A number of people are arriving and getting set up on the beach. I am not normally a member of the cult of the marine tropical sunrise. I think things happen too fast in the tropics, and often times the main event is just a big orange ball popping up and trying to give you cancer. I like sunrise at high latitudes, from a skyscraper or mountaintop, when you can watch the thing drag itself above the horizon and think your thoughts. But it's hard to look away from what's happening now on the eastern horizon.
The sky is getting bright and orange, with silhouettes of clouds. Clear sky is beating clouds, but not by much. Now it will be a bit of a race between the sun and the moon. The test will be how much damp air the newly risen sun can churn up as it hits its stride, versus how much of a cooling effect the moon will have as it starts to cover its partner.
The beach is full of joggers and dogs, in addition to the growing contingent of spectators, and the mood is a kind of festive anxiety. I am pleased to see that Australians consider 5:30 AM a perfectly decent time to start drinking beer. I run into my hosts setting up chairs, but I'm too excited to sit still and will spend the rest of the eclipse pacing.
The sun is up and burning everyone. Nobody minds today. Just stay visible, is all we ask.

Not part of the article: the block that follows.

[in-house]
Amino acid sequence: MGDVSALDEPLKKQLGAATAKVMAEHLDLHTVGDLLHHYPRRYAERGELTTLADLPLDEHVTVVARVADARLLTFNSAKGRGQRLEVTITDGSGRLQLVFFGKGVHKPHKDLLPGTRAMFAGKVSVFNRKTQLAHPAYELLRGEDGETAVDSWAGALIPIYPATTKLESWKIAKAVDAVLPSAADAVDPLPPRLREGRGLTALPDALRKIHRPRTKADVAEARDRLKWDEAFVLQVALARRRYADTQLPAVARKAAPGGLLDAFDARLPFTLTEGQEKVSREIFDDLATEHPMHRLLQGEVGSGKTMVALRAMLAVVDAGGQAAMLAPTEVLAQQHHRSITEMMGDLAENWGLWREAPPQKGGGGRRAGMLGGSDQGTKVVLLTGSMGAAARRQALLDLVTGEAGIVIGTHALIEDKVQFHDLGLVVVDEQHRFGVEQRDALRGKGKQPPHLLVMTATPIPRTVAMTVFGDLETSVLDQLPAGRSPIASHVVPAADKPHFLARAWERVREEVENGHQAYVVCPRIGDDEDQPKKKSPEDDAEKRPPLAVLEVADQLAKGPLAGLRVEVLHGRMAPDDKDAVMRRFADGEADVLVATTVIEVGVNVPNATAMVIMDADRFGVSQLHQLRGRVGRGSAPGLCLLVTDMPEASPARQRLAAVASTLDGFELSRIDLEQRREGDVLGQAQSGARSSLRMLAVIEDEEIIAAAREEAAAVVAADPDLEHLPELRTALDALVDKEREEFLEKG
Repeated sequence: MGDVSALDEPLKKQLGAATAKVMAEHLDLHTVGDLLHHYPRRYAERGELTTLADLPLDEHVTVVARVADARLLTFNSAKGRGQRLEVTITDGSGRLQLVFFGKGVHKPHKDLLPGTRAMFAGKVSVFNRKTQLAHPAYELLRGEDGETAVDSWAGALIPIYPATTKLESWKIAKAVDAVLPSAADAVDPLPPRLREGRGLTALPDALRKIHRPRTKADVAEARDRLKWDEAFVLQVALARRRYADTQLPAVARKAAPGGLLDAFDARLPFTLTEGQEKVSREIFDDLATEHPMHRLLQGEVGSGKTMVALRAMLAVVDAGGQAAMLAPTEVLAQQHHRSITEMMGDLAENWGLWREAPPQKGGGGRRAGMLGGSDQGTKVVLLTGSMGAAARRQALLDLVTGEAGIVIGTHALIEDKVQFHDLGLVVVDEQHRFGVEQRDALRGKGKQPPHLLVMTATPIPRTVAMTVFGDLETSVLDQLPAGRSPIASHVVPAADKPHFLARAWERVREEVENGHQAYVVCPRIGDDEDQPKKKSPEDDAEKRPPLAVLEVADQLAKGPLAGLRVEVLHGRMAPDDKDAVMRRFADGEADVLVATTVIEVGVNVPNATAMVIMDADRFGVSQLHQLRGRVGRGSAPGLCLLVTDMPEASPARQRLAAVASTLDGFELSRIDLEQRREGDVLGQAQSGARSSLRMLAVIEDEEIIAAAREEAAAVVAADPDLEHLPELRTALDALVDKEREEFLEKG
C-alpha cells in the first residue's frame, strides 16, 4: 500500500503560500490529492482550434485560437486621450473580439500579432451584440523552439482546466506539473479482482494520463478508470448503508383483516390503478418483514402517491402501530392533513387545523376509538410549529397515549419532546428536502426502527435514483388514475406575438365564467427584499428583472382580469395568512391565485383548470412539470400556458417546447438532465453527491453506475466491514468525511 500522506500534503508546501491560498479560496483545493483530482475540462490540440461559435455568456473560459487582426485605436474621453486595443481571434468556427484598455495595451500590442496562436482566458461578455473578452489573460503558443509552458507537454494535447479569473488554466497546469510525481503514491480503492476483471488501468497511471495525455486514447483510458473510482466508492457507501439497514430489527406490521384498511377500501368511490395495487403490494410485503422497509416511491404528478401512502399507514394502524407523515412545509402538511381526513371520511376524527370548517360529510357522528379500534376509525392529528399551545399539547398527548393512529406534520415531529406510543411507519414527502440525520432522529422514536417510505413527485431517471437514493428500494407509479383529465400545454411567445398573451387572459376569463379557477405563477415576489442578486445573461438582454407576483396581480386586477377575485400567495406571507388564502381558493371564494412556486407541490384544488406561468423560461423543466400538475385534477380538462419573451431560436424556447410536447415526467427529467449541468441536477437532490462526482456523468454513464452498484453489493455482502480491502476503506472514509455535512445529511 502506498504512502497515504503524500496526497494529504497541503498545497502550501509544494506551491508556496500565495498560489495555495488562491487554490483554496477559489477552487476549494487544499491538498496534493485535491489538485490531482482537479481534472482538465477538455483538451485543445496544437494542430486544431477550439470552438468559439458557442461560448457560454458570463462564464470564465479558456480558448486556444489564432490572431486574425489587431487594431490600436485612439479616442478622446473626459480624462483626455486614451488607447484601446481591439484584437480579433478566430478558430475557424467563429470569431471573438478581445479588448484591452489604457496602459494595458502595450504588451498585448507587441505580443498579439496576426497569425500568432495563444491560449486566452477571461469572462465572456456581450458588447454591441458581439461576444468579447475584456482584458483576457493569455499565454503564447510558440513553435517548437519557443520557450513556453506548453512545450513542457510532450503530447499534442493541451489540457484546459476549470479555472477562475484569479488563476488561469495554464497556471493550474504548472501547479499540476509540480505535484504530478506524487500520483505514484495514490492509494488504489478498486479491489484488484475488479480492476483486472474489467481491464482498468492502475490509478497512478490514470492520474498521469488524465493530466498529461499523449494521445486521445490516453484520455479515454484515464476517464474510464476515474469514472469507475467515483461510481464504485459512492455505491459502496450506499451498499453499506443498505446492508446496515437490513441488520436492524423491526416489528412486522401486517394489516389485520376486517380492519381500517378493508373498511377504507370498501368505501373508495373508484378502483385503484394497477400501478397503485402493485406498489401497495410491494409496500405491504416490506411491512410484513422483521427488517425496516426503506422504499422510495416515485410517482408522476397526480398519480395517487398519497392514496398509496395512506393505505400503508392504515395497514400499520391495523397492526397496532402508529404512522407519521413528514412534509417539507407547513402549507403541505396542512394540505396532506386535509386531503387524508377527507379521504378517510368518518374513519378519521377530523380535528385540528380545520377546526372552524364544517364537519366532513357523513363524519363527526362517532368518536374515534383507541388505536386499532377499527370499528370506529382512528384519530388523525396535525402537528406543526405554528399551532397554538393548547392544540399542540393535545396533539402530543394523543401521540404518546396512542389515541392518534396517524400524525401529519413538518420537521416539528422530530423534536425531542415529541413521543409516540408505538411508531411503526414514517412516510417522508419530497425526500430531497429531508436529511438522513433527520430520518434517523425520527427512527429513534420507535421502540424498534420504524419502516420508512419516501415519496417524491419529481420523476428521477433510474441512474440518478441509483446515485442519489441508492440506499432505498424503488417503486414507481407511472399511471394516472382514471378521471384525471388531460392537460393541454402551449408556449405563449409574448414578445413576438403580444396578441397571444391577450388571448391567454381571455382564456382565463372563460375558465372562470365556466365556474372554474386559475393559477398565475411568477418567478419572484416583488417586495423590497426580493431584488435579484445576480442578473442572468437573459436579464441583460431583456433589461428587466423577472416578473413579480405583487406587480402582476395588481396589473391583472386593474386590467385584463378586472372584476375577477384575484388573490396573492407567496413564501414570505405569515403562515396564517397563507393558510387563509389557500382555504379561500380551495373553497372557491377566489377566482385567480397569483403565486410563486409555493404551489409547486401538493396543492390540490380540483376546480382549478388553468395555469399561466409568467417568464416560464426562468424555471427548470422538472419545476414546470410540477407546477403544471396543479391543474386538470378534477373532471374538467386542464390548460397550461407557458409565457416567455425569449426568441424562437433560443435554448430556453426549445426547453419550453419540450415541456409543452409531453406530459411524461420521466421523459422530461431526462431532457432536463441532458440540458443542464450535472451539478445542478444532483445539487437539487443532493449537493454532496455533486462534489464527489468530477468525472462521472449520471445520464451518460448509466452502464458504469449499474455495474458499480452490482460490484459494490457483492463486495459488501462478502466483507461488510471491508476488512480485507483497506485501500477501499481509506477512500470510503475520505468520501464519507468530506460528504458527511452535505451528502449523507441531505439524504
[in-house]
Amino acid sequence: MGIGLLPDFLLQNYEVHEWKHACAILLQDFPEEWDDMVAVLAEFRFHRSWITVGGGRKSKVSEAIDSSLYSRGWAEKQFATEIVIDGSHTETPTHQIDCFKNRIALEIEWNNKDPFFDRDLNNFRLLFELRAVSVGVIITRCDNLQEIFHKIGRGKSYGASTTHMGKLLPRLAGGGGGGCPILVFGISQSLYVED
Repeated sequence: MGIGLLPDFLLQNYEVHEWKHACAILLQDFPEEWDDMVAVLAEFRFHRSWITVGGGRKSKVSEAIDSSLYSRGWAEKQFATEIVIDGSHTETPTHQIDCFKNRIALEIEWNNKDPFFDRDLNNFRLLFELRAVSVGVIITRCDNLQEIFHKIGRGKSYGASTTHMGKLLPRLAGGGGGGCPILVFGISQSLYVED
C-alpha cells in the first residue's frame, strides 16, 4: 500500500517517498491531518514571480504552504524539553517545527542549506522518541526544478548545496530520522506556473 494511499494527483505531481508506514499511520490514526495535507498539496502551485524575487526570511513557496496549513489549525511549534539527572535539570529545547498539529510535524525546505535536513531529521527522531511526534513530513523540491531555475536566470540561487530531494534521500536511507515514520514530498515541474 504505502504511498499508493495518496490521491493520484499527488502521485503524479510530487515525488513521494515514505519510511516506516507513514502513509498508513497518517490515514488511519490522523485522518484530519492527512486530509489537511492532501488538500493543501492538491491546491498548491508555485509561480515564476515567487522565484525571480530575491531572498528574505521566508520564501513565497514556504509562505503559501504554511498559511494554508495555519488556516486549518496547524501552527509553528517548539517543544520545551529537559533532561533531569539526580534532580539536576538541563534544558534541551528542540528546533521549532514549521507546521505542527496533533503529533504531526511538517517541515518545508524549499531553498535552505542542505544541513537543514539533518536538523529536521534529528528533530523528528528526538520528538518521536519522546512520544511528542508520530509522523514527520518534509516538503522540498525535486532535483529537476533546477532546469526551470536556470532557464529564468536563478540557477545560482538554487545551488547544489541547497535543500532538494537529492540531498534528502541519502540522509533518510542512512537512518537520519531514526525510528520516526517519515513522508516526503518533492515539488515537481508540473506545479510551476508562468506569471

It's going to be close. The sun has gone behind a big cloud and is radiating out angelic rays, which we can trace back to see where it's hiding. It looks like the sun might rise above the clouds in time, but there's also lots of overcast building up in the south (Cairns!) and the wind is blowing all this mess northwards towards the beach.
The suspense is awful! Looking the four-mile length of the beach, I can see spots of sunlight that open up and then disappear again over the course of a minute. Most of the time, we are in the shade. When the sun does peer out, we can see through the eclipse glasses that it's had a big bite taken out of it.
The cloud is still blocking our view, and the light has become noticeably dimmer. The light is fading fast!
Some intrepid soul is flying over the clouds in an ultralight.